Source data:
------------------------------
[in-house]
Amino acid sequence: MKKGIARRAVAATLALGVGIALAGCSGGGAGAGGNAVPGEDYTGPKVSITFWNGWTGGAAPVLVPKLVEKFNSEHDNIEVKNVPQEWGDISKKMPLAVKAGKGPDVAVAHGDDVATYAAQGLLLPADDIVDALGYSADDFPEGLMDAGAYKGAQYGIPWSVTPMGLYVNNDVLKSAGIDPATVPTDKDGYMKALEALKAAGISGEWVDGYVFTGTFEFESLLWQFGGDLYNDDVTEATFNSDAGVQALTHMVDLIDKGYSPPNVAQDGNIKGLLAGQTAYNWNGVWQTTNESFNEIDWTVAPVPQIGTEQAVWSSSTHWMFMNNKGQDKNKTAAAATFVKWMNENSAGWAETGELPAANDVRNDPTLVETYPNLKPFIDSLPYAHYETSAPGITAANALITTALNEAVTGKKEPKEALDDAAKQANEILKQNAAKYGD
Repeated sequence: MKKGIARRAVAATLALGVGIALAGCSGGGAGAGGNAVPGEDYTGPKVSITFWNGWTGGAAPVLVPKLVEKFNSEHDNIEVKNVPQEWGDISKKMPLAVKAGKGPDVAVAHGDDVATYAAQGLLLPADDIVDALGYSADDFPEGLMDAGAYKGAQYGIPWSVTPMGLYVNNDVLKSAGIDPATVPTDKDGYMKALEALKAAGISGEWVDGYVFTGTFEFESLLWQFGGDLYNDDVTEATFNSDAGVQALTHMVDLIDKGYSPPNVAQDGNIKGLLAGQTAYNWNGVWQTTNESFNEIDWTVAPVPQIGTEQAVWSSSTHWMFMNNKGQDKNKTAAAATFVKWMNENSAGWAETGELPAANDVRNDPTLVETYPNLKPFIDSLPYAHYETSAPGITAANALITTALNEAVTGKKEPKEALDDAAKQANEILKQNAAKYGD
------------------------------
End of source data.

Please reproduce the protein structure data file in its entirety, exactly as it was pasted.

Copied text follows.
[in-house]
Amino acid sequence: MKKGIARRAVAATLALGVGIALAGCSGGGAGAGGNAVPGEDYTGPKVSITFWNGWTGGAAPVLVPKLVEKFNSEHDNIEVKNVPQEWGDISKKMPLAVKAGKGPDVAVAHGDDVATYAAQGLLLPADDIVDALGYSADDFPEGLMDAGAYKGAQYGIPWSVTPMGLYVNNDVLKSAGIDPATVPTDKDGYMKALEALKAAGISGEWVDGYVFTGTFEFESLLWQFGGDLYNDDVTEATFNSDAGVQALTHMVDLIDKGYSPPNVAQDGNIKGLLAGQTAYNWNGVWQTTNESFNEIDWTVAPVPQIGTEQAVWSSSTHWMFMNNKGQDKNKTAAAATFVKWMNENSAGWAETGELPAANDVRNDPTLVETYPNLKPFIDSLPYAHYETSAPGITAANALITTALNEAVTGKKEPKEALDDAAKQANEILKQNAAKYGD
Repeated sequence: MKKGIARRAVAATLALGVGIALAGCSGGGAGAGGNAVPGEDYTGPKVSITFWNGWTGGAAPVLVPKLVEKFNSEHDNIEVKNVPQEWGDISKKMPLAVKAGKGPDVAVAHGDDVATYAAQGLLLPADDIVDALGYSADDFPEGLMDAGAYKGAQYGIPWSVTPMGLYVNNDVLKSAGIDPATVPTDKDGYMKALEALKAAGISGEWVDGYVFTGTFEFESLLWQFGGDLYNDDVTEATFNSDAGVQALTHMVDLIDKGYSPPNVAQDGNIKGLLAGQTAYNWNGVWQTTNESFNEIDWTVAPVPQIGTEQAVWSSSTHWMFMNNKGQDKNKTAAAATFVKWMNENSAGWAETGELPAANDVRNDPTLVETYPNLKPFIDSLPYAHYETSAPGITAANALITTALNEAVTGKKEPKEALDDAAKQANEILKQNAAKYGD